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Sep 15, 2012 (Vol. 32, No. 16)

Biobanking Confronts Growing Pains

  • Click Image To Enlarge +
    Screening many samples at once speeds up the drug discovery process. [Novartis]

    The quest for personalized medicine adds to the complexity of today’s scientific questions. Drug discovery efforts require access to larger arrays of biosamples, and demand is exceeding supply, fueling the growth of the biobanking market.

    “Humans are inherently variable, which is good for evolution but bad for drug discovery. More samples equal more reliable results. However, cost and ease of access tend to limit the number of samples used,” explained Paul Whittaker, Ph.D., director and unit head for preclinical biomarkers, respiratory disease area, Novartis.

    Experts met at SMi Group’s recent biobanking conference to discuss the challenges the industry faces, from supply issues, standards development, and sample tracking across multiple organizations to potential uses for banked clinical trial samples.

    Sources for human material are increasing, ranging from those that provide postmortem material, such as the International Institute for the Advancement of Medicine (IIAM), to consortia that provide samples from living donors with specific diseases, such as the Lung Tissue Research Consortium. Depending on source, varying amounts of donor information are supplied with the human materials.

    The Medical Research Council and Association of the British Pharmaceutical Industry COPD consortium aims to identify more homogeneous groups of patients using extensive and standardized clinical and physiological testing.

    “The term ‘well-phenotyped’ could mean an exhaustive list of clinical, physiological, and molecular parameters that would maximize use of human tissue for a range of experimental uses, or it could be a more restrictive set of parameters that are highly relevant to the particular hypothesis being tested,” continued Dr. Whittaker.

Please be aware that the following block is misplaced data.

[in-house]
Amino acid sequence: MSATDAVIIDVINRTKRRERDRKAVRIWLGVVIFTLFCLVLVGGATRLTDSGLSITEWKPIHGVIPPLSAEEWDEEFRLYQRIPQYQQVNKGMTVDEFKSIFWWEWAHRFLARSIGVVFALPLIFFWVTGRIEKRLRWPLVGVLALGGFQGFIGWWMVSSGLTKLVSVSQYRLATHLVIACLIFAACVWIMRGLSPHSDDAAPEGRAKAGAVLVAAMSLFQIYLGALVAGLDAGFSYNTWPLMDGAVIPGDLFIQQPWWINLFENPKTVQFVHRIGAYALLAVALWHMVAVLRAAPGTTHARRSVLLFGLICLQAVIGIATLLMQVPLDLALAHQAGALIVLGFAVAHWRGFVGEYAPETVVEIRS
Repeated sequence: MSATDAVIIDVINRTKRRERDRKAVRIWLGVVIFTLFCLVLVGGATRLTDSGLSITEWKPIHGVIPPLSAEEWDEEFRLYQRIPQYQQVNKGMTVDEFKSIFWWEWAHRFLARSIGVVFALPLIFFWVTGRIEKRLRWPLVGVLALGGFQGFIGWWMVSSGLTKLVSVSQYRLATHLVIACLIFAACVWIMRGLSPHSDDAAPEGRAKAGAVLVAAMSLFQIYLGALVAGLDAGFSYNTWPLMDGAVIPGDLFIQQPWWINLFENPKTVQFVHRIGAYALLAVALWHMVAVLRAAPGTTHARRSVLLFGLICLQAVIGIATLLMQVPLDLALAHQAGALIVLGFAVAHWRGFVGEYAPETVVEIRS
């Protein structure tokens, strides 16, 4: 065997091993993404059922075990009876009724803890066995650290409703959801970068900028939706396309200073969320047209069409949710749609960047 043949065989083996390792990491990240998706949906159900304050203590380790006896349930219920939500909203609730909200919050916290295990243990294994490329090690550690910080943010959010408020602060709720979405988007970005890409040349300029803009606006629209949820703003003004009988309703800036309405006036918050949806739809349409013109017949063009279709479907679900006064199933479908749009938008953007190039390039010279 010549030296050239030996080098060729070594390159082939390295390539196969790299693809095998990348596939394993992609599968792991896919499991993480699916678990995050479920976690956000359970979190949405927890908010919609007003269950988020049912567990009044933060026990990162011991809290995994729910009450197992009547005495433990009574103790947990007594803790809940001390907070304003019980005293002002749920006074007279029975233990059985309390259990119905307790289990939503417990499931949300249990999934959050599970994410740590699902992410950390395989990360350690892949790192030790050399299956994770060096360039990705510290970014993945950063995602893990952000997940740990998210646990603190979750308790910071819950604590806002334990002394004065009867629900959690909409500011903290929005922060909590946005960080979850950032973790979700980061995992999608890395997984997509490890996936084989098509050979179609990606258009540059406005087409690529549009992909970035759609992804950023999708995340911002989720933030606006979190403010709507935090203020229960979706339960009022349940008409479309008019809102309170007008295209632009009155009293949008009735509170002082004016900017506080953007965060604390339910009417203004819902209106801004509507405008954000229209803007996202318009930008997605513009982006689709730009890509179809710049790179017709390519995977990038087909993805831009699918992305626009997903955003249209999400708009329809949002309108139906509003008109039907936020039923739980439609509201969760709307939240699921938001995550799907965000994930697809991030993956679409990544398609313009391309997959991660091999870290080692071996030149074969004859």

“For some lung diseases, like interstitial pulmonary fibrosis and chronic obstructive pulmonary disease, there is good access to high-quality, well-annotated material, and for others, such as pulmonary arterial hypertension, academic collaborations are the main way to access material.

    “It is clear that no one biobank can meet all the needs for biomedical research and that biobank networks will be necessary to make collections more widely available.”

    An exciting development is the emergence of virtual biobanking, where companies provide a single point of access to a range of biospecimens. Using networks of ethical sources, they find the tissues required to the specifications provided by the requester, and then deliver them to the requester. This streamlines the procurement of tissue and benefits all parties.

  • Maximizing Biospecimen Use

    Biospecimens are most frequently used in drug discovery research. To answer questions about drug mechanisms in the patient, biospecimens obtained during clinical trials are invaluable.

    Clinical trial protocols specifically state how collected samples will be used and how long they will be retained. Depending on consent parameters, biospecimens collected during a clinical trial are often discarded after the study report is finalized.

    “Most companies are sampling more, increasing and building biorepositories,” commented Mads Roepke, Ph.D., senior scientific advisor, clinical pharmacology, LEO Pharma. “The discussion is what to use the samples for. Some companies impose strict internal barriers for use of samples, and bank samples only to use if safety or efficacy issues arise. Others are more collaborative across divisions, and use them for drug discovery and development in additional cross studies.